Voices From Within
8/8/2008 - Review by: Raising Iron
Distorted have returned with their second gripping and elegant release. If you're not aware, they are a female fronted gothic metal band from Israel. Lead vocals come from the beautiful and talented Miri Milman, who really knows how to control the dynamics in her phrasings, and this pairs well with the growled vocals from guitarist Raffael Mor who regularly adds his sinister but easily understood lyrics to the songs.
So this begs the question, "what's different here?" The metal community is literally littered with female fronted gothic bands now, many of which have become generic, formulaic, and stale. Distorted's attack is fairly fresh though. The reason being is the songs are written around the guitars with a very riff-based approach. Slight traces of old-school thrash even appear from time to time. There really isn't those long, meandering, atmospheric, keyboard driven passages you typically find in this genre. The songs are very tight and focused, including melodies written with a bit of a pop sensibility.
The overall atmosphere of the album is what makes this gothic though; very introspective, emotive, and enrapturing. There is a lot of light and shade created with very little overdubs. They've let the music itself create the ambience of the album without using a lot of studio wizardry. Production is crystalline, with nothing getting buried in the mix. The one very major complaint to be levied against this album is the complete abandonment of the Middle-Eastern folk influences which made their debut, Memorial, one of the most unique gothic releases of 2006. I get the sense the band wanted to go for a more streamlined and accessible approach with this effort, which is fine, for it's a positively wonderful disc, but the lack of the folk elements is a let-down.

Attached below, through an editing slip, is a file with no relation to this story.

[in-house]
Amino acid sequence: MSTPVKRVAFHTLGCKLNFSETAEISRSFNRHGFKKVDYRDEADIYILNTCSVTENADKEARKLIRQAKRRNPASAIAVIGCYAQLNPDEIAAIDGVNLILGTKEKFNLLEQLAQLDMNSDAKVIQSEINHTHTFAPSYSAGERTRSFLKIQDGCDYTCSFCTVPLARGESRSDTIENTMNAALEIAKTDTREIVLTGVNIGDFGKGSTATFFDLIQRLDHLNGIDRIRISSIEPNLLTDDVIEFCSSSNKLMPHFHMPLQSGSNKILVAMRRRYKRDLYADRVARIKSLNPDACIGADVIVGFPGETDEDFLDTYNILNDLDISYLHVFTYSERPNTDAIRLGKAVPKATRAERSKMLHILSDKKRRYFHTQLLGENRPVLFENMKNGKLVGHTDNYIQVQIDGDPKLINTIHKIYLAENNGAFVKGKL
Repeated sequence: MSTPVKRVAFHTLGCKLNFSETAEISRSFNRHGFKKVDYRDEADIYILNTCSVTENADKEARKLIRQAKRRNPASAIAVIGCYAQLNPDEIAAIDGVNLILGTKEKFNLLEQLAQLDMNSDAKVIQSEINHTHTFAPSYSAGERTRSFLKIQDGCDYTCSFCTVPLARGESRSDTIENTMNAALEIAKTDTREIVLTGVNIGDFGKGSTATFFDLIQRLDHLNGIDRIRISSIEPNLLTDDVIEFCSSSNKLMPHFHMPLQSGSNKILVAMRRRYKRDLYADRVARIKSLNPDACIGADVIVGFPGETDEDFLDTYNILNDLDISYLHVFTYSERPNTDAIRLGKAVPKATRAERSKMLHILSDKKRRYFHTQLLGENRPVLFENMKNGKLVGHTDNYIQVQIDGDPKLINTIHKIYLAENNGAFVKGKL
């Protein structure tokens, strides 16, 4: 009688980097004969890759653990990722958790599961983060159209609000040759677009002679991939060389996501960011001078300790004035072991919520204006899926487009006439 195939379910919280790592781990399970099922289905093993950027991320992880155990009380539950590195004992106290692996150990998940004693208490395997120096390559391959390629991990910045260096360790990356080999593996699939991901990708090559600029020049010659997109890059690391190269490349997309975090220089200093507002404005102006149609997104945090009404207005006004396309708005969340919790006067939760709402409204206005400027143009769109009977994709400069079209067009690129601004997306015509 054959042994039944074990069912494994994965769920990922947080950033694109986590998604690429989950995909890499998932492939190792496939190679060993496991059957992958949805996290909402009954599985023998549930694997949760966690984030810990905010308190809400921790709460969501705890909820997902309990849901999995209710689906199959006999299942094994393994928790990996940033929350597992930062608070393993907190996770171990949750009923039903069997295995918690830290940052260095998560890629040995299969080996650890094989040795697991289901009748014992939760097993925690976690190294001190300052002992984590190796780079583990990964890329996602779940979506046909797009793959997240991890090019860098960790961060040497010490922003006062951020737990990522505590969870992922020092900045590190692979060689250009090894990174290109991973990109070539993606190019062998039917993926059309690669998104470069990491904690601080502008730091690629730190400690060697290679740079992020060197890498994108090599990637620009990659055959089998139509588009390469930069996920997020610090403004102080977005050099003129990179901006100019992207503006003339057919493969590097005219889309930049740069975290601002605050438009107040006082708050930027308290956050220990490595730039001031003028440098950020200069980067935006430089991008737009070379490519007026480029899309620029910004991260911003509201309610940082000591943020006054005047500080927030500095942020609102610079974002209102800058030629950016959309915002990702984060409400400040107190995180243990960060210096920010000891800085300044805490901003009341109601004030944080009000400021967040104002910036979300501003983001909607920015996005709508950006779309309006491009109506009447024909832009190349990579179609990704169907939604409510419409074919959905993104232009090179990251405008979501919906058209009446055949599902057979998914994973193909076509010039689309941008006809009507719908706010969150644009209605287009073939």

Distorted therefore have made a really good album that stands above much of the gothic metal genre, defining and nailing it down instead of just merely imitating it. Overall, the song-writing has certainly sharpened since their last release. Now, if they only combine the skills they've displayed on this album with their middle-eastern heritage from the first one, they could very well become a top tier band in the genre.
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